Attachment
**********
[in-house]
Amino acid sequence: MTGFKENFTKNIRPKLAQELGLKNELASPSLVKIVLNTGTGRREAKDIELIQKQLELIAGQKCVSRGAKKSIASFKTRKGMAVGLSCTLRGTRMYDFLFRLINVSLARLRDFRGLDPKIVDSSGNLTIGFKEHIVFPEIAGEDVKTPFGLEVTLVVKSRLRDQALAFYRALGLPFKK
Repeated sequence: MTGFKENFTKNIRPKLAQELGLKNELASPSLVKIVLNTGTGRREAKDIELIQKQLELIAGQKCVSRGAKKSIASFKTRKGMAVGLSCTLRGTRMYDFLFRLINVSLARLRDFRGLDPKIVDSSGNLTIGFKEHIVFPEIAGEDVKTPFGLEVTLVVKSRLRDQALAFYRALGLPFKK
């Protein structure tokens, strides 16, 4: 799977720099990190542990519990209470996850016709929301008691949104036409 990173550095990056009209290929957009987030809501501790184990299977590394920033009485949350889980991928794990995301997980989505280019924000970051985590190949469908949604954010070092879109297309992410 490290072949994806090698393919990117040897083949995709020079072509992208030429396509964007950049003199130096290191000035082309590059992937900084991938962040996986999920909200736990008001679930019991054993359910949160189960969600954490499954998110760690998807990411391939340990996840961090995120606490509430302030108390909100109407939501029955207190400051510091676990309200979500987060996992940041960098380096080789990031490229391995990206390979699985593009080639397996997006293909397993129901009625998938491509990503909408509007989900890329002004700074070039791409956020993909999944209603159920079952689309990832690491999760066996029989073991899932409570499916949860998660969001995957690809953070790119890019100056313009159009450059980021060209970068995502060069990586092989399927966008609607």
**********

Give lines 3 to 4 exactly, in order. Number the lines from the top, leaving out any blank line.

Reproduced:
Repeated sequence: MTGFKENFTKNIRPKLAQELGLKNELASPSLVKIVLNTGTGRREAKDIELIQKQLELIAGQKCVSRGAKKSIASFKTRKGMAVGLSCTLRGTRMYDFLFRLINVSLARLRDFRGLDPKIVDSSGNLTIGFKEHIVFPEIAGEDVKTPFGLEVTLVVKSRLRDQALAFYRALGLPFKK
């Protein structure tokens, strides 16, 4: 799977720099990190542990519990209470996850016709929301008691949104036409 990173550095990056009209290929957009987030809501501790184990299977590394920033009485949350889980991928794990995301997980989505280019924000970051985590190949469908949604954010070092879109297309992410 490290072949994806090698393919990117040897083949995709020079072509992208030429396509964007950049003199130096290191000035082309590059992937900084991938962040996986999920909200736990008001679930019991054993359910949160189960969600954490499954998110760690998807990411391939340990996840961090995120606490509430302030108390909100109407939501029955207190400051510091676990309200979500987060996992940041960098380096080789990031490229391995990206390979699985593009080639397996997006293909397993129901009625998938491509990503909408509007989900890329002004700074070039791409956020993909999944209603159920079952689309990832690491999760066996029989073991899932409570499916949860998660969001995957690809953070790119890019100056313009159009450059980021060209970068995502060069990586092989399927966008609607």